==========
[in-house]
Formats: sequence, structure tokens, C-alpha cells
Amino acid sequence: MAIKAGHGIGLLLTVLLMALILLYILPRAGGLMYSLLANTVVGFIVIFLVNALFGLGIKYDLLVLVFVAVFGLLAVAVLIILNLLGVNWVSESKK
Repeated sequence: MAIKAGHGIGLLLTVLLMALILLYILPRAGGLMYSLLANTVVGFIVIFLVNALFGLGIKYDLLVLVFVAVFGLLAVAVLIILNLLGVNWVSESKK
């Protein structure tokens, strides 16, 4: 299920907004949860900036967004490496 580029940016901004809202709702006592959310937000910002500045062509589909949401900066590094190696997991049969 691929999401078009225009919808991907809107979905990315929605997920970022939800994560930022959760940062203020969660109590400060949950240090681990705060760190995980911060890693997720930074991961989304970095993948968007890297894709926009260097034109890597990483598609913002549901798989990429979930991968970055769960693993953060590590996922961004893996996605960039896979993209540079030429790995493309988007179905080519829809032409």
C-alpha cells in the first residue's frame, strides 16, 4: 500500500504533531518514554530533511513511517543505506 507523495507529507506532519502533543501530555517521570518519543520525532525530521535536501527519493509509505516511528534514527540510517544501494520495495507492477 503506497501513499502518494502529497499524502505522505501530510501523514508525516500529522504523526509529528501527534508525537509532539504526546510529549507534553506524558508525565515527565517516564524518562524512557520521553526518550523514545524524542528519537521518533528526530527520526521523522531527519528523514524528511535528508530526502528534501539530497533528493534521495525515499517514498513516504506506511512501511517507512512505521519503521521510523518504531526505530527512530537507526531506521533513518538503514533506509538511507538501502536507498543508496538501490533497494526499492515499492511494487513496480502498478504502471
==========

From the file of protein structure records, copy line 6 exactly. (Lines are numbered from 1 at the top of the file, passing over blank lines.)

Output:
C-alpha cells in the first residue's frame, strides 16, 4: 500500500504533531518514554530533511513511517543505506 507523495507529507506532519502533543501530555517521570518519543520525532525530521535536501527519493509509505516511528534514527540510517544501494520495495507492477 503506497501513499502518494502529497499524502505522505501530510501523514508525516500529522504523526509529528501527534508525537509532539504526546510529549507534553506524558508525565515527565517516564524518562524512557520521553526518550523514545524524542528519537521518533528526530527520526521523522531527519528523514524528511535528508530526502528534501539530497533528493534521495525515499517514498513516504506506511512501511517507512512505521519503521521510523518504531526505530527512530537507526531506521533513518538503514533506509538511507538501502536507498543508496538501490533497494526499492515499492511494487513496480502498478504502471